Humans can distinguish a computer-generated image of a human face from the real thing less than half of the time. Worse than flipping a coin.
That’s the finding from a study published earlier this year in the academic journal Proceedings of the National Academy of Sciences, confirming just how convincing faces produced by artificial intelligence (AI) can now be.
In that study, more than 300 people were asked to determine whether a supplied image was a photo of a real person or a fake generated by an AI. The human participants got it right less than half the time.
The results of this study will shock anyone who thinks they are switched-on enough to spot deepfakes when they are compared to the real thing.
The Tom Cruise deepfake of the actor playing a guitar which went viral on TikTok last year, brought wide public attention to the increasing sophistication of deepfake technology. So aren’t most deepfakes, like Tom’s, just about entertainment and parody and entertainment, rather than presenting any real threat?
A recent study published in a UCL blog post, ranked deepfakes as posing the most serious AI-enabled threat to society, in terms of their potential applications for crime or terrorism.
The UCL authors said deepfake content would be difficult to detect and stop, and that it could have a variety of applications – from discrediting public or political figures to extracting funds by impersonating a relative in distress in a video call. The proliferation of fake video content, the authors argued, could eventually lead to a widespread distrust of audio and visual content of all forms, which itself would be a societal harm.
The technology also has the potential for tremendous damage in the creation of revenge porn or nonconsensual pornography of women. In these cases, fake videos or images don’t have to be all that realistic or convincing to cause real damage.
Although there has been much speculation about the potential harm deepfake technology could cause in politics in particular, so far these effects have been fairly few and far between. But in 2021 European MPs from Latvia, Estonia and Lithuania were allegedly targeted by several deepfake video calls imitating Russian opposition figures.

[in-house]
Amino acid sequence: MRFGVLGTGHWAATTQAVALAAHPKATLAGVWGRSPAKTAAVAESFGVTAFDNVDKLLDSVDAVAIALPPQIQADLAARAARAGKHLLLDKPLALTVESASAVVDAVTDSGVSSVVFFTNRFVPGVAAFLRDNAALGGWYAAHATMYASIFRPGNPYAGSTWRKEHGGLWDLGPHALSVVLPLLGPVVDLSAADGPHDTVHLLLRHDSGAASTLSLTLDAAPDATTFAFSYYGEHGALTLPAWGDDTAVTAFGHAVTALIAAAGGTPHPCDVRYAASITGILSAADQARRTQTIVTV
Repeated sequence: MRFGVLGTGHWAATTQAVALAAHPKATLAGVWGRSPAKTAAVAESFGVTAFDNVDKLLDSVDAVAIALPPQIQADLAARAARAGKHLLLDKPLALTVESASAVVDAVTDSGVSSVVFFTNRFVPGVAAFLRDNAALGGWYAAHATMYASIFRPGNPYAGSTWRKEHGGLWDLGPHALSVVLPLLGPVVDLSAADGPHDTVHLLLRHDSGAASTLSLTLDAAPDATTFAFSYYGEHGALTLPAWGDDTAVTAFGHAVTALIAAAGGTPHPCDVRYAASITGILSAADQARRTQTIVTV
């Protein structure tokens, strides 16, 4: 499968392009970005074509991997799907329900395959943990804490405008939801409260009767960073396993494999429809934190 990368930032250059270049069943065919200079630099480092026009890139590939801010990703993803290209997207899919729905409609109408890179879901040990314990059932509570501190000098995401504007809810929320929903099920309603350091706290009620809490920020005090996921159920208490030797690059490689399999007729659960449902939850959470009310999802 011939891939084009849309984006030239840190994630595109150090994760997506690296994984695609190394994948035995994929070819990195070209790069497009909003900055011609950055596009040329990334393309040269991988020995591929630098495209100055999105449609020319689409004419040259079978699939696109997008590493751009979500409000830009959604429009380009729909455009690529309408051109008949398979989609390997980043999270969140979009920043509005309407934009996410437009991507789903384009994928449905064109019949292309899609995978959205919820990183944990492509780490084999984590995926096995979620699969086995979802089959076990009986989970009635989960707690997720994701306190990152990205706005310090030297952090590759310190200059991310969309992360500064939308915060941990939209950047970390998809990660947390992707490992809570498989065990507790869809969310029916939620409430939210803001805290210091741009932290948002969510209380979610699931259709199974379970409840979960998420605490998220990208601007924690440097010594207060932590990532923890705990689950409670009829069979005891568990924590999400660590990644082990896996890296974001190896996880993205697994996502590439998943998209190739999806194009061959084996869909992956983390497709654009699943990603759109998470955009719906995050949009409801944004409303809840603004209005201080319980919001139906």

Those tricked include Rihards Kols, who chairs the foreign affairs committee of Latvia’s parliament. Kols uploaded a photograph of Leonid Volkov, an ally of Navalny, and a screenshot of his doppelganger taken from the fake video call he received. Volkov said the two looked virtually identical. “Looks like my real face – but how did they manage to put it on the Zoom call? Welcome to the deepfake era …” he wrote.
Is the threat overplayed?
However, developers of deepfakes feel their threat is wildly overstated due to the complexity and skill currently involved in creating them which puts them out of the reach of most.
This does ignore of course the fact that AI technology is developing at a relentless pace and that apps like like FaceSwap, FaceApp and Avatarify already exist that enable the public to do a bit of simple deepfakery themselves.
Tips for spotting a deepfake
The FBI issued their first warning related to deepfakes late in 2021 and have highlighted a few useful ways of spotting whether a face in a video is genuine or fake;
- Distortions around the pupils or earlobes of a face.
- Bizarre motions of the head and torso.
- Syncing disparities between the audio and lip movements.
- Background distortions, like indistinct or blurry figures.
- Social media profiles with nearly identical eye spacing throughout a wide spectrum of images.
The most important rule is that where deepfakes are concerned there are no rules. The technology is developing so fast that any tips on how to spot fakes this week could be out of date next. The only way to protect yourself and others is to keep up-to-date with tech developments and news stories and to use basic common sense. If an encounter feels ‘off’ then it probably is. Where deepfakes are involved we all need to keep our guard up.
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